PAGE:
USTOperatorTrainingRequirements-1.png

Who Must Take the Training by Aug. 8, 2012?
Each UST system or group of UST systems at a facility must have a Class A, Class B and Class C operator designated and all individuals designated as a Class A, B, or C operator must, at a minimum, be trained according to the guidelines. 

Separate individuals may be designated for each class of operator described above or an individual may be designated to more than one of the above operator classes. An individual who is designated to more than one operator class must be trained in each operator class for which he or she is designated. Because an individual may be designated for more than one operator class, states may allow a training approach that encompasses training for more than one operator class.  

The Class A operator has primary responsibility to operate and maintain the UST system. The Class A operator’s responsibilities include managing resources and personnel, such as establishing work assignments, to achieve and maintain compliance with regulatory requirements. In general, this individual focuses on the broader aspects of the statutory and regulatory requirements and standards necessary to operate and maintain the UST system. Class A operators do not have to be onsite at all times, but they do need to be able to respond to emergency calls and access the site within hours.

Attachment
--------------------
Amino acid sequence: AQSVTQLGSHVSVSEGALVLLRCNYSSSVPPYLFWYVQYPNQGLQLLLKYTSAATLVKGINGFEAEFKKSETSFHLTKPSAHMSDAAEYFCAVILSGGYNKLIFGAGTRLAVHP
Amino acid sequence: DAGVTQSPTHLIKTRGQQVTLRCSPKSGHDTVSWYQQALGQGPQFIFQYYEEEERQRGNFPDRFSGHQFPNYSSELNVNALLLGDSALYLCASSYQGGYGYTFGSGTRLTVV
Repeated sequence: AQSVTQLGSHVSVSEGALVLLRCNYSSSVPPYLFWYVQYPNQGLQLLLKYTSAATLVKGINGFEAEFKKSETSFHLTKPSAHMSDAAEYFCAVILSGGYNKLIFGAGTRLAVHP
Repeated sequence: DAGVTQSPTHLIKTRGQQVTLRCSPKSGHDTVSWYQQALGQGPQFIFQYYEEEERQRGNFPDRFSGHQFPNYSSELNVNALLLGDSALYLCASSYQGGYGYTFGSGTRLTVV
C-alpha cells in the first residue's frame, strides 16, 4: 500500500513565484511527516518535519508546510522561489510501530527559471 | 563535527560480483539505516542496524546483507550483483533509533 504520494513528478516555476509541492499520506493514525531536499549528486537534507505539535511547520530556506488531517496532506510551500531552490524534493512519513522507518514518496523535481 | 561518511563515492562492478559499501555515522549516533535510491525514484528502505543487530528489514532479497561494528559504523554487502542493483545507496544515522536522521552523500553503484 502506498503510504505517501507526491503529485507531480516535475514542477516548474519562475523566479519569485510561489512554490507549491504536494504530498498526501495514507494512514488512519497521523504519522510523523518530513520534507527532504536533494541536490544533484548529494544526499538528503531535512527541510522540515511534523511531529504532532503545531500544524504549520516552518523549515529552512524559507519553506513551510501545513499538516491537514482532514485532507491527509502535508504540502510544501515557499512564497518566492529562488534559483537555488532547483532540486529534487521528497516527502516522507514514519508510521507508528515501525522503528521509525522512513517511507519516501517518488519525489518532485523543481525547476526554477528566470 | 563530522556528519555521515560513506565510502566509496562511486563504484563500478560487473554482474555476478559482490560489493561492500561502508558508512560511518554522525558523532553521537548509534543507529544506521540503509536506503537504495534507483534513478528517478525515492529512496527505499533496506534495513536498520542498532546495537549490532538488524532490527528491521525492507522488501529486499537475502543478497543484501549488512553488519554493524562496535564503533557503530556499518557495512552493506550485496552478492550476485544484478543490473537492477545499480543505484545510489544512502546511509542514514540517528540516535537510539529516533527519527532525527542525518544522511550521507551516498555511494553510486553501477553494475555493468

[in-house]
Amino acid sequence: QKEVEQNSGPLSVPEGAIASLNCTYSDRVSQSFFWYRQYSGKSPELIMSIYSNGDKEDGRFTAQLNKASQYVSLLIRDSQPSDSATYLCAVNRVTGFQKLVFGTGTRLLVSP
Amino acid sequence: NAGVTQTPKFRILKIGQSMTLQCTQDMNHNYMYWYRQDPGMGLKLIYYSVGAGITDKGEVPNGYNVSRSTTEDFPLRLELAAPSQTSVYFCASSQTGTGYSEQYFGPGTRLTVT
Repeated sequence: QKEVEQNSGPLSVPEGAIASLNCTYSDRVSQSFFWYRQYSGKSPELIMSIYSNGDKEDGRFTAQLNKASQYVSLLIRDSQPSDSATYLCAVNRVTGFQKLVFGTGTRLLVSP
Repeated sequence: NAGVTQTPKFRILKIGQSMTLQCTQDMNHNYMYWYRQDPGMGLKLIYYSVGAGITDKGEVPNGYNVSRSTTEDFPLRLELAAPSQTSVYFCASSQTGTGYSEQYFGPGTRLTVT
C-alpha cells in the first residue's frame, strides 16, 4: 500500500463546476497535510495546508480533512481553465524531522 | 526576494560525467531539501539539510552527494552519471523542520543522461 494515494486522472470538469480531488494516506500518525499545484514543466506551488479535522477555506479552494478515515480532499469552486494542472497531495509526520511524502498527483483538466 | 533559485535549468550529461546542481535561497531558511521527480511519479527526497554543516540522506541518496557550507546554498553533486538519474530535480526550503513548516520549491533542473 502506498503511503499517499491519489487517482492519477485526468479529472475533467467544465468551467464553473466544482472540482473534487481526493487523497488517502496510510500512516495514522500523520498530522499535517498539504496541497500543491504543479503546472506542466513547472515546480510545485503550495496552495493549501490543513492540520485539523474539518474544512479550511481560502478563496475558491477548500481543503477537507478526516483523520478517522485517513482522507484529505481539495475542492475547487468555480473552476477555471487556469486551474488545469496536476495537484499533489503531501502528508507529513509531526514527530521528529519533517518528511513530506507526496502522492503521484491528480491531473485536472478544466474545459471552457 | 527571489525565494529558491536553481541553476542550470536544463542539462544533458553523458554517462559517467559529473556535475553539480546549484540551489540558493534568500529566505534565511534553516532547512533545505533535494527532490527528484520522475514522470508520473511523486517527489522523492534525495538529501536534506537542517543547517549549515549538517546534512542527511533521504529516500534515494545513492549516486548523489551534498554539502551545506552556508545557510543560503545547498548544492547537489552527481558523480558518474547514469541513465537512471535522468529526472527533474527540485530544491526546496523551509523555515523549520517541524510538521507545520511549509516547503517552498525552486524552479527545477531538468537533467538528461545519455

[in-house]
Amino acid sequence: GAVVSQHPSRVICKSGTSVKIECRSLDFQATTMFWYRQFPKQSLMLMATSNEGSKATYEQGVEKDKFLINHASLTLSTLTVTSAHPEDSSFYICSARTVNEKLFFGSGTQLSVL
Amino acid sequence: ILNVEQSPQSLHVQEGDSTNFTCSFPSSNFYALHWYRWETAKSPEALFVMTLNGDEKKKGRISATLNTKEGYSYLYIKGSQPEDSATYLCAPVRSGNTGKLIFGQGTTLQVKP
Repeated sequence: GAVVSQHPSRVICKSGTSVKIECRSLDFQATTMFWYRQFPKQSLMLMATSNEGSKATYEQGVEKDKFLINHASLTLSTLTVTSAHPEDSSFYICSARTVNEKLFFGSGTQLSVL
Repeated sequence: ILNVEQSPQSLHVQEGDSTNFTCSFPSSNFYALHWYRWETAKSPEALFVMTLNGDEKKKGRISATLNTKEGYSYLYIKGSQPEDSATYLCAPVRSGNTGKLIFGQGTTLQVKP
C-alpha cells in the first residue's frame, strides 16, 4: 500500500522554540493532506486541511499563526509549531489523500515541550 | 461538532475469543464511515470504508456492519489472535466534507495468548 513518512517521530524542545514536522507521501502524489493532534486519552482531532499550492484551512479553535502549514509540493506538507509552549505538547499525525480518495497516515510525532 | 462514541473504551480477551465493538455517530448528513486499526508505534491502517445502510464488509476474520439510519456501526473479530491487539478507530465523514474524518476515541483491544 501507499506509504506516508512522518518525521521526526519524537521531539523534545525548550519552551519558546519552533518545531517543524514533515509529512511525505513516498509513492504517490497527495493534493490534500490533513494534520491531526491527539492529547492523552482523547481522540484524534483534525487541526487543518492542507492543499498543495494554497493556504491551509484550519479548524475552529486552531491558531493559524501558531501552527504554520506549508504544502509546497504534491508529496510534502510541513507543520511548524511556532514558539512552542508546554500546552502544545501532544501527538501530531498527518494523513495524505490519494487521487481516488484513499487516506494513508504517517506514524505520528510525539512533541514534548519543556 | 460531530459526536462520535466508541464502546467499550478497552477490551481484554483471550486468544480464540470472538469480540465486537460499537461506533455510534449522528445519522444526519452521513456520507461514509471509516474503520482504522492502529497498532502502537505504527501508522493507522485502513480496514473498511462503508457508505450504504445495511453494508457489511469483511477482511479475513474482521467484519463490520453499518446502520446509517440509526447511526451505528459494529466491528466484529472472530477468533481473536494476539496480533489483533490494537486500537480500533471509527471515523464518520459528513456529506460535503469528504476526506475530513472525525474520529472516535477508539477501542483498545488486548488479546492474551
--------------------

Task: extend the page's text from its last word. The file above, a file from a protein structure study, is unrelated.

The Class B operator implements applicable UST regulatory requirements and standards in the field. This individual implements day-to-day aspects of operating, maintaining and recordkeeping for USTs at one or more facilities. Class B operators do not have to be onsite at all times but they do need to be able to respond to emergency calls and access the site within hours.